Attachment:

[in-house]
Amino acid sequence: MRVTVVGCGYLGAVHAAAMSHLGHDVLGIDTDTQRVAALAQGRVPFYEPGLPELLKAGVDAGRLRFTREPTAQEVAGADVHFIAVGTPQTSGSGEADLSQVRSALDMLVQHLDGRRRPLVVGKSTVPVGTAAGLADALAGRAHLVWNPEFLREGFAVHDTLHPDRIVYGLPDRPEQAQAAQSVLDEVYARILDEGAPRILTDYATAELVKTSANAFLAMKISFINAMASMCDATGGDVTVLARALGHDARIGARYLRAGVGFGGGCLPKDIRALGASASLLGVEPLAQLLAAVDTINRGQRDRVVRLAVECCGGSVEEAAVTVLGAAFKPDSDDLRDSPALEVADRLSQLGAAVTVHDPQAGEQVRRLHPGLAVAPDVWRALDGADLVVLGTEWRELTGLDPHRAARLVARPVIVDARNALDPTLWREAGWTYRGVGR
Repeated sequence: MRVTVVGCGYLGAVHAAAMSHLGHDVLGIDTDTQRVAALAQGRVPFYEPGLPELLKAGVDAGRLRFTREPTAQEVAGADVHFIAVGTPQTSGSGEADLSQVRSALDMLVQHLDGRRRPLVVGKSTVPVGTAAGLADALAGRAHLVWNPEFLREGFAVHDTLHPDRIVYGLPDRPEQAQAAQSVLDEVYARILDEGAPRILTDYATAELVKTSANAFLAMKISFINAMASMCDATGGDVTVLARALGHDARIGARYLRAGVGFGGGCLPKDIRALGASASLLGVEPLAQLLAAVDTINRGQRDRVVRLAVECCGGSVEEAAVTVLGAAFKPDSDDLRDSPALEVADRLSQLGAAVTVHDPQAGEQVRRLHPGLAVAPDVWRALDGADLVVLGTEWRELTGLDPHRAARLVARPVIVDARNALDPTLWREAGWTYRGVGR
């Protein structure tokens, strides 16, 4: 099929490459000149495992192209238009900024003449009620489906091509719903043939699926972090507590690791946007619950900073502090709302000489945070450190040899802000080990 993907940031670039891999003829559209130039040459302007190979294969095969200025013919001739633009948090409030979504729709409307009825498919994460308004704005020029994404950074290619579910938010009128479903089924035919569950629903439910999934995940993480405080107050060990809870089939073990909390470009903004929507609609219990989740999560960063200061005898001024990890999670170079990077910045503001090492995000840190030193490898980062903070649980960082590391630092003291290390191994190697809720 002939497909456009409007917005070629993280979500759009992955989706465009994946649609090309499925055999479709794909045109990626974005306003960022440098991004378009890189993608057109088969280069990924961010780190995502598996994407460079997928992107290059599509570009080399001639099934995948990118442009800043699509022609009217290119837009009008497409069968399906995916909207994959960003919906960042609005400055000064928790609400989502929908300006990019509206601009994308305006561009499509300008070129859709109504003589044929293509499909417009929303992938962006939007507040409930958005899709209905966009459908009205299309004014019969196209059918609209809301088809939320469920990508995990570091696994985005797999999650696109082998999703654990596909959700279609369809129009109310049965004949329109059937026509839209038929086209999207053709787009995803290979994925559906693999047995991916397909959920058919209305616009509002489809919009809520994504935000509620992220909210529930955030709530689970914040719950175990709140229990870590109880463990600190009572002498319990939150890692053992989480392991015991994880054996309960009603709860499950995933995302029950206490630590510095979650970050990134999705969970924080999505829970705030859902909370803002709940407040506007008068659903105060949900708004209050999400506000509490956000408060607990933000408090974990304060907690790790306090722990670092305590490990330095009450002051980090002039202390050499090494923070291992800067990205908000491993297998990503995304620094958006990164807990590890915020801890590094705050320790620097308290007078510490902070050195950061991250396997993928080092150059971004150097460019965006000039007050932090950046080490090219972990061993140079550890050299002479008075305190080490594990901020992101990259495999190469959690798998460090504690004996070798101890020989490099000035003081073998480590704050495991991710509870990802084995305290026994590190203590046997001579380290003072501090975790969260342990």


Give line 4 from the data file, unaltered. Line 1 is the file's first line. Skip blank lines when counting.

């Protein structure tokens, strides 16, 4: 099929490459000149495992192209238009900024003449009620489906091509719903043939699926972090507590690791946007619950900073502090709302000489945070450190040899802000080990 993907940031670039891999003829559209130039040459302007190979294969095969200025013919001739633009948090409030979504729709409307009825498919994460308004704005020029994404950074290619579910938010009128479903089924035919569950629903439910999934995940993480405080107050060990809870089939073990909390470009903004929507609609219990989740999560960063200061005898001024990890999670170079990077910045503001090492995000840190030193490898980062903070649980960082590391630092003291290390191994190697809720 002939497909456009409007917005070629993280979500759009992955989706465009994946649609090309499925055999479709794909045109990626974005306003960022440098991004378009890189993608057109088969280069990924961010780190995502598996994407460079997928992107290059599509570009080399001639099934995948990118442009800043699509022609009217290119837009009008497409069968399906995916909207994959960003919906960042609005400055000064928790609400989502929908300006990019509206601009994308305006561009499509300008070129859709109504003589044929293509499909417009929303992938962006939007507040409930958005899709209905966009459908009205299309004014019969196209059918609209809301088809939320469920990508995990570091696994985005797999999650696109082998999703654990596909959700279609369809129009109310049965004949329109059937026509839209038929086209999207053709787009995803290979994925559906693999047995991916397909959920058919209305616009509002489809919009809520994504935000509620992220909210529930955030709530689970914040719950175990709140229990870590109880463990600190009572002498319990939150890692053992989480392991015991994880054996309960009603709860499950995933995302029950206490630590510095979650970050990134999705969970924080999505829970705030859902909370803002709940407040506007008068659903105060949900708004209050999400506000509490956000408060607990933000408090974990304060907690790790306090722990670092305590490990330095009450002051980090002039202390050499090494923070291992800067990205908000491993297998990503995304620094958006990164807990590890915020801890590094705050320790620097308290007078510490902070050195950061991250396997993928080092150059971004150097460019965006000039007050932090950046080490090219972990061993140079550890050299002479008075305190080490594990901020992101990259495999190469959690798998460090504690004996070798101890020989490099000035003081073998480590704050495991991710509870990802084995305290026994590190203590046997001579380290003072501090975790969260342990």